adjective, brit·tler, brit·tlest.
verb (used without object), brit·tled, brit·tling.
Origin of brittle
Synonyms for brittle
Examples from the Web for brittle
Contemporary Examples of brittle
Instead of being strong and resilient, bones become weak and brittle.You’re Never ‘Cured’ of an Eating Disorder
December 20, 2014
Brittle egos are bolstered less by what they love about themselves than what they find contemptible in others.Why Boring Names Are Best
March 4, 2013
Her many style tics—stacked one atop the other—read as code for narcissism, self-indulgence, and brittle self-absorption.Newt Gingrich's Wife Callista's Prissy Style Problem
December 13, 2011
“Petulant,” “brittle” and “very very mean” are all words Isaacson used to describe Jobs at times.Best Bits From the Steve Jobs Bio
October 24, 2011
Cook at 425 degrees for about 10 minutes or broil quickly until the brittle has melted to give a smooth covering.Sweet Brits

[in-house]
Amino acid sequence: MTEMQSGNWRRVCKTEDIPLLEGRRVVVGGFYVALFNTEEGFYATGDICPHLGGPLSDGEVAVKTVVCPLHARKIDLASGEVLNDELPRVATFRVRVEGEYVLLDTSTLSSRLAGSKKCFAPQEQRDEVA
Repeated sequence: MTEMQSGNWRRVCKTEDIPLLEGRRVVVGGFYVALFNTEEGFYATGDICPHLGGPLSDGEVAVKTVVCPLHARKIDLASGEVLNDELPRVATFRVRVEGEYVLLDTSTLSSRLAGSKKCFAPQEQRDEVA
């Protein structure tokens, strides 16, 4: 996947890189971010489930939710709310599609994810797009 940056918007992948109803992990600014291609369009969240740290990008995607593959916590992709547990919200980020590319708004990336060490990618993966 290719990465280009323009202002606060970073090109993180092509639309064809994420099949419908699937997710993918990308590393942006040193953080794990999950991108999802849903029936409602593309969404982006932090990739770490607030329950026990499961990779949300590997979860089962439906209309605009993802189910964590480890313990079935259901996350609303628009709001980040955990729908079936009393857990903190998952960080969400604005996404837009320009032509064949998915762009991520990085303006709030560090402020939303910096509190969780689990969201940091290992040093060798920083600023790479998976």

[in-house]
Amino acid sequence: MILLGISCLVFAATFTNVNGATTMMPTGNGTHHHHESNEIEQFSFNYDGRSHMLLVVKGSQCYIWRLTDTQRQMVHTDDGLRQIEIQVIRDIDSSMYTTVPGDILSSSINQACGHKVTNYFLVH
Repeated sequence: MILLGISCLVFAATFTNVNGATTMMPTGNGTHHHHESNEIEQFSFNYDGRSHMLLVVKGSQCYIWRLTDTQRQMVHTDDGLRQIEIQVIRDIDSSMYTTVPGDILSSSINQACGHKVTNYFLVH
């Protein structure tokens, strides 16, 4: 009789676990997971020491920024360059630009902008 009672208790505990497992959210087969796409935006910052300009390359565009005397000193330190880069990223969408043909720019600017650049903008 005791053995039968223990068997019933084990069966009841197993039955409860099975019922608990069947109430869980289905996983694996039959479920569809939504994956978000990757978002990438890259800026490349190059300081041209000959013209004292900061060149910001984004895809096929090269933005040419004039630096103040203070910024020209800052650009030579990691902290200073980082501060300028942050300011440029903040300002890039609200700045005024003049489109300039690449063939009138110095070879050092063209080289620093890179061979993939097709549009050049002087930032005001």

April 4, 2011
Historical Examples of brittle
The battery has rubber jars which are brittle, and which are easily broken.The Automobile Storage Battery
O. A. Witte
Aunt Adela, Rachel thought, was far too dried and brittle to risk any sharp contact with anything.The Duchess of Wrexe
The heat caused it to soften; then fermentation set in, and, finally, it became as hard and brittle as thin glass.Great Fortunes, and How They Were Made
James D. McCabe, Jr.
The Scythe is an emblem of time, which cuts the brittle thread of life and launches us into eternity.
Still it comes to something in their likeness, but we will not talk of it and break off the chrystals—they are so brittle, then?The Letters of Robert Browning and Elizabeth Barrett Barrett, Vol. 1 (of 2) 1845-1846
Robert Browning and Elizabeth Barrett Barrett
Word Origin for brittle
late 14c., britel, perhaps from an unrecorded Old English adjective *brytel, related to brytan "to crush, pound, to break to pieces," from Proto-Germanic stem *brutila- "brittle," from *breutan "to break up" (cf. Old Norse brjota "to break," Old High German brodi "fragile"), and related to bruise (v.). With -le, suffix forming adjectives with meaning "liable to."